You'll still see the classical use of ある in traditional creative writing, and it's one facet that adds to the archaic feel of fairy tales and traditional folklore. Within these styles, even creative works being written today use ある like this sometimes. For example, to introduce a character named Kyoko, you may see either いる or ある being used.
- In a village, there was a woman whose name was Kyoko.
In this case, both いる and ある are talking about the existence of animate objects. However, while いる sounds very neutral, ある can add a classical touch to the sentence. It is similar to old or middle English being used in contemporary works that are set to a long time ago.
Sometimes, using ある to introduce something adds more than just a classical flare. The following sentence is from an NHK special TV program called ヤノマミ、一万年の歴史 (Yanomami, Ten Thousand Years of History).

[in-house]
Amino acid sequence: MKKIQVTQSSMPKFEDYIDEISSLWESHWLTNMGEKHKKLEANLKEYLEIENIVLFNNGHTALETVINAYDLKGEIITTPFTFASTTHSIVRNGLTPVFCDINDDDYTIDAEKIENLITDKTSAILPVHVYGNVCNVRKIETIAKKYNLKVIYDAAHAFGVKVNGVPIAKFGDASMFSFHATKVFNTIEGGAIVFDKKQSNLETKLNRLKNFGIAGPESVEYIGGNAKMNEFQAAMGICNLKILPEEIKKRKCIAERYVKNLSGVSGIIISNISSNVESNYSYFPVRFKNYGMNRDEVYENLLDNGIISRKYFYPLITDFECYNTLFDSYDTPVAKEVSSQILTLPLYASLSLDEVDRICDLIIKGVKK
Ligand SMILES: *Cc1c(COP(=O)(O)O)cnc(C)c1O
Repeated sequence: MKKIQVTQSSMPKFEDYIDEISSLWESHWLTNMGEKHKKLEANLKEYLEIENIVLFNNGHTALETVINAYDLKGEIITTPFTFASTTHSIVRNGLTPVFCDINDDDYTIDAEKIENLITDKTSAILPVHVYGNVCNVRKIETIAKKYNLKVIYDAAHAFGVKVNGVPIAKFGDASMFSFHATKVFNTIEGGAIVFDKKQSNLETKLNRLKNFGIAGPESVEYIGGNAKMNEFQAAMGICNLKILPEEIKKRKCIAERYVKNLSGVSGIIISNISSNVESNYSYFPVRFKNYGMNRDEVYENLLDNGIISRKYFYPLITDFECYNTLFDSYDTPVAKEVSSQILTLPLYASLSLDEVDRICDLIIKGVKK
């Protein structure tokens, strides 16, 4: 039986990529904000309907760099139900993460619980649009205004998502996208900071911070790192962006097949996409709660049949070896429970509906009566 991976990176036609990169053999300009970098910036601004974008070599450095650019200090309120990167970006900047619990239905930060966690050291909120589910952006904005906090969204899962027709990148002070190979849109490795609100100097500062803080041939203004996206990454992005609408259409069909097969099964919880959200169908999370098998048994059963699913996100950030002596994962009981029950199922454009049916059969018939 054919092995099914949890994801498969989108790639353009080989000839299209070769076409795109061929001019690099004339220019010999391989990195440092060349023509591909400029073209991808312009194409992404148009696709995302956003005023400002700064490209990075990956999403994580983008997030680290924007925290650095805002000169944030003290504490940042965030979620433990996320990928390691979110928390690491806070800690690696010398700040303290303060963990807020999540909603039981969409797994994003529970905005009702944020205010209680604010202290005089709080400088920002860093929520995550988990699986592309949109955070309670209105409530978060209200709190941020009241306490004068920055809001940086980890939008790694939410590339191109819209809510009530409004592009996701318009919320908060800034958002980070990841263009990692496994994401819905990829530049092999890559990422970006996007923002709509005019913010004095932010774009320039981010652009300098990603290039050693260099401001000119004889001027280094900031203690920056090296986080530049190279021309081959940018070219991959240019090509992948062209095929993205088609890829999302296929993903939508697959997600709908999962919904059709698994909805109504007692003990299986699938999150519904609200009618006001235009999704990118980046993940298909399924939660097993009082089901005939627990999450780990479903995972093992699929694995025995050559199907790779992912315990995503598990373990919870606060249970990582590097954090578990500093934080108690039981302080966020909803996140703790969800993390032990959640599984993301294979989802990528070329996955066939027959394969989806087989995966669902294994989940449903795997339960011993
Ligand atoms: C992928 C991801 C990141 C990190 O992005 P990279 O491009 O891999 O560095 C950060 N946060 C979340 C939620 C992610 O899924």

- Yanomami means "human". They are born in the forest, they eat from the forest, they are eaten by the forest, and they existed within the forest.
In this example, ある is used to show the existence of the Yanomami people. It does add a classical touch to the narrator's words, but it goes beyond that. Here ある indicates that we aren't just talking about the tribe's physical presence in the forest, as いる would suggest, but rather their existence throughout time. The Yanomami people have been in the forest for over 10,000 years. They are an integral part of the forest.
ある for Unspecified Nouns
In the previous section, you learned that ある was originally used to talk about all sorts of things, regardless of whether they could move or not. This historical use can still be seen today when ある appears before a noun. In this case, the noun can be either animate or inanimate, and ある shows that you're talking about a particular but unspecified person, thing, place, occasion, or degree. This is the equivalent of, "a certain" or "one" in English.